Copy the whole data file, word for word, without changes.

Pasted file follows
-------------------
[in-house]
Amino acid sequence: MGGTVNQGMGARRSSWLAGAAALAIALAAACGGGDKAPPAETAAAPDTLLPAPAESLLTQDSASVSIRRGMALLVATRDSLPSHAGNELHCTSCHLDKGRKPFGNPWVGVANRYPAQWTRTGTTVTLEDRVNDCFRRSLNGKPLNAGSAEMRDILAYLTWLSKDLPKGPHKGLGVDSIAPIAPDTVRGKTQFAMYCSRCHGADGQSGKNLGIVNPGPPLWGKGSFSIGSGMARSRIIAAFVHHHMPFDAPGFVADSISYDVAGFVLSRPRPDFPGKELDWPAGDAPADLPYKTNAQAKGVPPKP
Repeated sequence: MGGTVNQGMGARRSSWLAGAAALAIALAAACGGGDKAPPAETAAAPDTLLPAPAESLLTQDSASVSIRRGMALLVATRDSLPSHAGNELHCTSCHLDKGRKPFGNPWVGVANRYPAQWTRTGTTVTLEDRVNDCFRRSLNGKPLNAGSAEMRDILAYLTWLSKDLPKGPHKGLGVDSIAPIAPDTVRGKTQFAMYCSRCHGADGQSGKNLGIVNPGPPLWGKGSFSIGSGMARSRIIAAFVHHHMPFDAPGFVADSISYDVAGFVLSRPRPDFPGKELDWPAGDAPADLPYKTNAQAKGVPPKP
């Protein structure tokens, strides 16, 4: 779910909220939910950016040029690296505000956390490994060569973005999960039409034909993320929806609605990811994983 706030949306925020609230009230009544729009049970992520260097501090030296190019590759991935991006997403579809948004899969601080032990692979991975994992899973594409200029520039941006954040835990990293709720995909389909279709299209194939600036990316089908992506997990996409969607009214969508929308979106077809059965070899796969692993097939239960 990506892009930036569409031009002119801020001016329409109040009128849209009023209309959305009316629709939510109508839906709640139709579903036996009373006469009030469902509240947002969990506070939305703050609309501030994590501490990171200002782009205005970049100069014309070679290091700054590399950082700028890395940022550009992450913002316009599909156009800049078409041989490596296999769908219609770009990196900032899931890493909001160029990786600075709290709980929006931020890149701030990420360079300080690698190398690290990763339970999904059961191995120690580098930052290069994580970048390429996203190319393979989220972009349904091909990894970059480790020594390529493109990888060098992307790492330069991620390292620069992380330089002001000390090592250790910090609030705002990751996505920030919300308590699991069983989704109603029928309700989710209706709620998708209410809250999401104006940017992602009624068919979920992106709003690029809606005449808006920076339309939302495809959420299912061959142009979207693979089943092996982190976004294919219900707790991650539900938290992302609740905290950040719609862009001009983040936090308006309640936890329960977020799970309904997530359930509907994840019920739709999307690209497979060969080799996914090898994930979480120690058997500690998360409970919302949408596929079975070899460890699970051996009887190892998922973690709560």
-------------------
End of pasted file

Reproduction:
[in-house]
Amino acid sequence: MGGTVNQGMGARRSSWLAGAAALAIALAAACGGGDKAPPAETAAAPDTLLPAPAESLLTQDSASVSIRRGMALLVATRDSLPSHAGNELHCTSCHLDKGRKPFGNPWVGVANRYPAQWTRTGTTVTLEDRVNDCFRRSLNGKPLNAGSAEMRDILAYLTWLSKDLPKGPHKGLGVDSIAPIAPDTVRGKTQFAMYCSRCHGADGQSGKNLGIVNPGPPLWGKGSFSIGSGMARSRIIAAFVHHHMPFDAPGFVADSISYDVAGFVLSRPRPDFPGKELDWPAGDAPADLPYKTNAQAKGVPPKP
Repeated sequence: MGGTVNQGMGARRSSWLAGAAALAIALAAACGGGDKAPPAETAAAPDTLLPAPAESLLTQDSASVSIRRGMALLVATRDSLPSHAGNELHCTSCHLDKGRKPFGNPWVGVANRYPAQWTRTGTTVTLEDRVNDCFRRSLNGKPLNAGSAEMRDILAYLTWLSKDLPKGPHKGLGVDSIAPIAPDTVRGKTQFAMYCSRCHGADGQSGKNLGIVNPGPPLWGKGSFSIGSGMARSRIIAAFVHHHMPFDAPGFVADSISYDVAGFVLSRPRPDFPGKELDWPAGDAPADLPYKTNAQAKGVPPKP
């Protein structure tokens, strides 16, 4: 779910909220939910950016040029690296505000956390490994060569973005999960039409034909993320929806609605990811994983 706030949306925020609230009230009544729009049970992520260097501090030296190019590759991935991006997403579809948004899969601080032990692979991975994992899973594409200029520039941006954040835990990293709720995909389909279709299209194939600036990316089908992506997990996409969607009214969508929308979106077809059965070899796969692993097939239960 990506892009930036569409031009002119801020001016329409109040009128849209009023209309959305009316629709939510109508839906709640139709579903036996009373006469009030469902509240947002969990506070939305703050609309501030994590501490990171200002782009205005970049100069014309070679290091700054590399950082700028890395940022550009992450913002316009599909156009800049078409041989490596296999769908219609770009990196900032899931890493909001160029990786600075709290709980929006931020890149701030990420360079300080690698190398690290990763339970999904059961191995120690580098930052290069994580970048390429996203190319393979989220972009349904091909990894970059480790020594390529493109990888060098992307790492330069991620390292620069992380330089002001000390090592250790910090609030705002990751996505920030919300308590699991069983989704109603029928309700989710209706709620998708209410809250999401104006940017992602009624068919979920992106709003690029809606005449808006920076339309939302495809959420299912061959142009979207693979089943092996982190976004294919219900707790991650539900938290992302609740905290950040719609862009001009983040936090308006309640936890329960977020799970309904997530359930509907994840019920739709999307690209497979060969080799996914090898994930979480120690058997500690998360409970919302949408596929079975070899460890699970051996009887190892998922973690709560």